Once painted and detailed, the buildings were planted on either side of Main Street. Building signs for Lucky Five − a bar named after a former Mexican restaurant in Topeka, KS − Joe’s Coffee Shop, Jose’s Mexican Restaurant and Rob’s Restorations were custom made on a computer and laser-printed on plain paper.
The large “King Midas” sign on Jose’s Mexican Restaurant is a decal from Walthers’ Centennial Mills background building. The decal was wet in water and positioned onto the side of the building after painting. Solvaset decal setting solution was repeatedly added to “melt” the decal into the bricks for a realistic finish.
As with using any solvent, caution is necessary. Our decal cracked in a few places, so we concealed flaws with some grimy gray paint.
The west side of Main Street is lit by Walthers’ Scene Masterstreet lights, and people were added to bring life to the scene. At Rob’s Restorations, retrofitted with vintage Texaco gas pumps, mechanics are busy working on an old Ford.
NJ International crossing signals and Azatrax’s signal detection system were installed on the main line to warn residents and drivers in Norwood when trains approach.
The crowning touch is the backdrop with a photo of West Hudgins Street looking east nestled into the Valley Flats Series VF-01 Level Woodland HO-scale image. The photo was taken from a median on West Hudgins Street (use extreme caution when taking photos near streets) on a Sunday morning when traffic was minimal, using a telephoto lens on a Canon 80D SLR camera.
The building facades on the left just beyond the Grapevine Historical Museum are the Grapevine Visitor Information Center, which occupies the northwest corner of Hudgins and Main. The building has a turn-of-the-century clock tower that was hastily removed in the photograph. Given the tallness of the backdrop, it would have blended in nicely and added dimension − hindsight is 20/20.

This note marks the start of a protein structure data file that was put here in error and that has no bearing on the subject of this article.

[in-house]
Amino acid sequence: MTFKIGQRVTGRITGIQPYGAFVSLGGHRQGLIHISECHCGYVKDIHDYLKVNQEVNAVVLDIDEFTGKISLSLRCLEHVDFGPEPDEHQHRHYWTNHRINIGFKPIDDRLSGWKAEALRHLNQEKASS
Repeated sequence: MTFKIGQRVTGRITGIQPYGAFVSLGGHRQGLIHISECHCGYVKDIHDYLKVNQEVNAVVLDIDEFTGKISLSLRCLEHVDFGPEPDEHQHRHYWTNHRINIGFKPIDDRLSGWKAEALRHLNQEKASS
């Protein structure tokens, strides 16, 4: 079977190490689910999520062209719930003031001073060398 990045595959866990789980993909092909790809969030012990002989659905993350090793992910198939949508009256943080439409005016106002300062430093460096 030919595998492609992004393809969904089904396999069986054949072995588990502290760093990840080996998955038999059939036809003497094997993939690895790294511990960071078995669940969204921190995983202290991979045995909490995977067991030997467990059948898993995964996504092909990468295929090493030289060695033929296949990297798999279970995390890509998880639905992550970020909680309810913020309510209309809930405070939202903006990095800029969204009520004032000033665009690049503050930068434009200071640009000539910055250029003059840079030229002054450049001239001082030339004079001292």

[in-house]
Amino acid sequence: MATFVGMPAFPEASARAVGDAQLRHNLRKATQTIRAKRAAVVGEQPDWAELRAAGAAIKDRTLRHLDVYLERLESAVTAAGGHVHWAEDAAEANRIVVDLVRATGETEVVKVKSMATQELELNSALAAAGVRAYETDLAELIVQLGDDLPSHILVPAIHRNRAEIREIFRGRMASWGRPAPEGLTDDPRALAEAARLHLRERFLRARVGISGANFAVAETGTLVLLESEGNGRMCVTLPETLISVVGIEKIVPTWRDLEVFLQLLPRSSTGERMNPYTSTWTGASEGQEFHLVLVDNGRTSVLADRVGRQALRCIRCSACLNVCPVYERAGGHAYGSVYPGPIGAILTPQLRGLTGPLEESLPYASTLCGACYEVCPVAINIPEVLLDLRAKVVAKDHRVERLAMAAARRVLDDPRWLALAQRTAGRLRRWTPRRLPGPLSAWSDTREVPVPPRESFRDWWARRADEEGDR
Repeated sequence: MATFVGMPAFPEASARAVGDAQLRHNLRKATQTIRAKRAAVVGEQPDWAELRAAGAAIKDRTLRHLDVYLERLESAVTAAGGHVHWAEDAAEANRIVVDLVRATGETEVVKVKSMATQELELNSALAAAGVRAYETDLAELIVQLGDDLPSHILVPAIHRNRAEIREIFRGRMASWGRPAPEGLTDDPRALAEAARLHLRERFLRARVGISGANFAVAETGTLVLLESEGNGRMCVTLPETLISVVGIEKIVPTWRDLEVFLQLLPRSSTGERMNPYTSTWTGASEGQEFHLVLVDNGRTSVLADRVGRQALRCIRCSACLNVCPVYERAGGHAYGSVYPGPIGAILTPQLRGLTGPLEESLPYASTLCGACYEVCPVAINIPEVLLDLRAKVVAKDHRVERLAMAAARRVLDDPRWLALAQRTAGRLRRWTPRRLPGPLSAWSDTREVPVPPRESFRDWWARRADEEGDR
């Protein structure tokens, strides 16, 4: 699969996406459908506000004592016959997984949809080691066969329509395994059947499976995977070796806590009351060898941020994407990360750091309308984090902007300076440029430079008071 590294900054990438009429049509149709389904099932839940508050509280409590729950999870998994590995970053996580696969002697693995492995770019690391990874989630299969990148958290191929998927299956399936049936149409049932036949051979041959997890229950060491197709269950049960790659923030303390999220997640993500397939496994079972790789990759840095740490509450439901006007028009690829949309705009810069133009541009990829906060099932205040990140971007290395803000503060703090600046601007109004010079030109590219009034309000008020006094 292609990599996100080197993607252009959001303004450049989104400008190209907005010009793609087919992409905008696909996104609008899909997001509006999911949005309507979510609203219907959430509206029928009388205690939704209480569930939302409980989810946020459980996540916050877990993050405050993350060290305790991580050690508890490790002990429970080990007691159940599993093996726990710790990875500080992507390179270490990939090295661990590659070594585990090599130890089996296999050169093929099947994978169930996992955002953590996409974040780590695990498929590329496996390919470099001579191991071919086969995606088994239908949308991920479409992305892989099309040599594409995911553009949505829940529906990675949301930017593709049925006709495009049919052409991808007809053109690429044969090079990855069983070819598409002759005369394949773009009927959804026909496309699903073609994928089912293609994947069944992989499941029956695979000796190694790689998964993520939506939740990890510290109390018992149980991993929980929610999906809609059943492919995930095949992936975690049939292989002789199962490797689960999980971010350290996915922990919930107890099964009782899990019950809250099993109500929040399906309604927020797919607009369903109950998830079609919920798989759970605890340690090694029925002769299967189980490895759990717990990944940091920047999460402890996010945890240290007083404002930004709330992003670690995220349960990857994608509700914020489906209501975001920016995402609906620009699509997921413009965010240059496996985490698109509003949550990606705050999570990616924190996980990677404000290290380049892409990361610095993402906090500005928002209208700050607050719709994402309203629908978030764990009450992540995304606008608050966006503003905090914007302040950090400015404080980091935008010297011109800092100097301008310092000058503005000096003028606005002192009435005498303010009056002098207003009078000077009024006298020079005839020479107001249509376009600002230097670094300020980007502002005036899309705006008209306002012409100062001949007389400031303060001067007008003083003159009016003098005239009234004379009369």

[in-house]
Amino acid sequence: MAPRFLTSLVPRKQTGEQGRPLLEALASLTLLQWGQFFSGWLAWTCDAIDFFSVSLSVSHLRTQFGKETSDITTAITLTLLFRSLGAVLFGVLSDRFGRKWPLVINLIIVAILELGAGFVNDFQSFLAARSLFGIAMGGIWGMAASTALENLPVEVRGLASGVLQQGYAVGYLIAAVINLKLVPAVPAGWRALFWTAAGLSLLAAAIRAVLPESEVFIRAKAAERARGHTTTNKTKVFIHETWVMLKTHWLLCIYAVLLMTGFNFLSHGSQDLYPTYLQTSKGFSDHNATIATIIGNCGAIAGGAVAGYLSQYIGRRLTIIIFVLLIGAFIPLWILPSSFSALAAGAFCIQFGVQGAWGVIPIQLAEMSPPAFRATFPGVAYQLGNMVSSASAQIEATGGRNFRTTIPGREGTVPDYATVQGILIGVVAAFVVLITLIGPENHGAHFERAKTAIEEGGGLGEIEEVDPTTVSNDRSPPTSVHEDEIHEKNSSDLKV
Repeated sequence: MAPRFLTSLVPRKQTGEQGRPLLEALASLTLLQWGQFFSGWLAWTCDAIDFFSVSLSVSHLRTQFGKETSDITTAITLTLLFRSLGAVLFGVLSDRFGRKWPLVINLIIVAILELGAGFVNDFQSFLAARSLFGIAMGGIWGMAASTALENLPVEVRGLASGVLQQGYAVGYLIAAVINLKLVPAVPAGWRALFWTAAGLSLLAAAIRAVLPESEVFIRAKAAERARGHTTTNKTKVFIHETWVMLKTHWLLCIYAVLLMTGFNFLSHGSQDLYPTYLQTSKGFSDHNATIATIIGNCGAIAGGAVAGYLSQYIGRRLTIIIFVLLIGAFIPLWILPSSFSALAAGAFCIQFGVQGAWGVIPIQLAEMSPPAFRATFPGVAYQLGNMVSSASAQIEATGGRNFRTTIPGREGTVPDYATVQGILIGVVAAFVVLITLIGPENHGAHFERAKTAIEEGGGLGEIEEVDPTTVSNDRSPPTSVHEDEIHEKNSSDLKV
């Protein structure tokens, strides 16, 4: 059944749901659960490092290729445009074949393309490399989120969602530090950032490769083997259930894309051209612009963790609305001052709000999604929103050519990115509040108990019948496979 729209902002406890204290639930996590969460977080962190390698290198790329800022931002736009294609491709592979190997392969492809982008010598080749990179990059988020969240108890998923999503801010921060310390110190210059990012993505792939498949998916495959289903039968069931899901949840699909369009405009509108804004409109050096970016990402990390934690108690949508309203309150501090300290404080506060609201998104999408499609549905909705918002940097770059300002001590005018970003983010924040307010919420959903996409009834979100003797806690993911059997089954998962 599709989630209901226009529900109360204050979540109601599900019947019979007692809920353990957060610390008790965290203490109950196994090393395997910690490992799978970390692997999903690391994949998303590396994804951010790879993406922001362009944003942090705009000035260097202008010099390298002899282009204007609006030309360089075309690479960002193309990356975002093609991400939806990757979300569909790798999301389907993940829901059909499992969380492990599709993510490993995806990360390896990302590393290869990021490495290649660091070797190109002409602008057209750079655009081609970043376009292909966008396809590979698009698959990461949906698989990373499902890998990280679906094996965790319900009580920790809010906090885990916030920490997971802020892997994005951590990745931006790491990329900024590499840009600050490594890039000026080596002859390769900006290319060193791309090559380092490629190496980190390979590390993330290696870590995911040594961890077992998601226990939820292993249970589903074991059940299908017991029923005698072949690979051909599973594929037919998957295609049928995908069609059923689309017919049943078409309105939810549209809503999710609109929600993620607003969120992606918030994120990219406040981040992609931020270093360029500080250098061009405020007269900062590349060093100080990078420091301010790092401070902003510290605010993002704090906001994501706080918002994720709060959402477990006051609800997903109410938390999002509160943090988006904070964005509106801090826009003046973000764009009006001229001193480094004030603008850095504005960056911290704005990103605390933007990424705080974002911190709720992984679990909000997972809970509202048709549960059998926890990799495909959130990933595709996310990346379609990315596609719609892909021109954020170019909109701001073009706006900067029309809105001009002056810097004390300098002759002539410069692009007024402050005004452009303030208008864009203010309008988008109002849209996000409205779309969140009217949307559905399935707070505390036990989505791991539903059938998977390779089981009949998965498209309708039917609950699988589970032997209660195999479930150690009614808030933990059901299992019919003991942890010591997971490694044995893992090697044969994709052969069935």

Before sending to Trackside Scenery, the photo was enhanced in Photoshop so it would blend in with the foreground buildings. The depth of the visitor center was extended and Bluebonnet Feeds on the right was doubled. The Photoshop work is ultimately covered by the foreground buildings but provides better transition into Trackside Scenery’s backdrop.
Smooth-It, which once mixed with water pours easy and finishes smooth (some handwork is necessary), was applied on either side of the Main Street grade crossing. The base was poured just slightly below the Woodland Scenics Steel Plate Grade Crossing to allow room for the roadway. Once smooth and dry, Walthers’ SceneMaster self-adhesive paved roadway was affixed to the base, extending off the layout in both directions.
At Trackside Scenery, the sky in the photo was masked out and the image proportionally fitted, based on our measurements. With the original sky masked, the clouds in the backdrop blended behind the photo of West Hudgins Street.
Construction on downtown Norwood began in July and took about five months to fully complete. From bare plywood, it has become the focal point on the Northwest Tarrant & Pacific and a hint of the railroad’s roots.
Read more about the construction of Norwood and the Northwest Tarrant & Pacific in the January/February 2019 Cowcatcher. Additional coverage in the four-part series can be found in the September/October and November/December 2018 issues.